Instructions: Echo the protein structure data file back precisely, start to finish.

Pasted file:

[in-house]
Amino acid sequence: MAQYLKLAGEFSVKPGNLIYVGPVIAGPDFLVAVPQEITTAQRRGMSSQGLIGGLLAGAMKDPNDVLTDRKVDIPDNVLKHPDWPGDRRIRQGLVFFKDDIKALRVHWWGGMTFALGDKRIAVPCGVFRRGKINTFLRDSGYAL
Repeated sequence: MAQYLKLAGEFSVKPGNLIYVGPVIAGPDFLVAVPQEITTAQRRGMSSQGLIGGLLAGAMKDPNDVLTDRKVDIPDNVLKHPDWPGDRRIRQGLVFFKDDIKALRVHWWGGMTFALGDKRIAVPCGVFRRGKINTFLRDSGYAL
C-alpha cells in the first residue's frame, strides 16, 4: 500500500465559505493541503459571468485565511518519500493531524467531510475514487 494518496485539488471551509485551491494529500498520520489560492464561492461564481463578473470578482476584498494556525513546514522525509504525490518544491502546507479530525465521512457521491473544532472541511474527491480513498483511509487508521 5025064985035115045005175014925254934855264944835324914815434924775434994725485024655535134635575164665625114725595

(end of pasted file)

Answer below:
[in-house]
Amino acid sequence: MAQYLKLAGEFSVKPGNLIYVGPVIAGPDFLVAVPQEITTAQRRGMSSQGLIGGLLAGAMKDPNDVLTDRKVDIPDNVLKHPDWPGDRRIRQGLVFFKDDIKALRVHWWGGMTFALGDKRIAVPCGVFRRGKINTFLRDSGYAL
Repeated sequence: MAQYLKLAGEFSVKPGNLIYVGPVIAGPDFLVAVPQEITTAQRRGMSSQGLIGGLLAGAMKDPNDVLTDRKVDIPDNVLKHPDWPGDRRIRQGLVFFKDDIKALRVHWWGGMTFALGDKRIAVPCGVFRRGKINTFLRDSGYAL
C-alpha cells in the first residue's frame, strides 16, 4: 500500500465559505493541503459571468485565511518519500493531524467531510475514487 494518496485539488471551509485551491494529500498520520489560492464561492461564481463578473470578482476584498494556525513546514522525509504525490518544491502546507479530525465521512457521491473544532472541511474527491480513498483511509487508521 5025064985035115045005175014925254934855264944835324914815434924775434994725485024655535134635575164665625114725595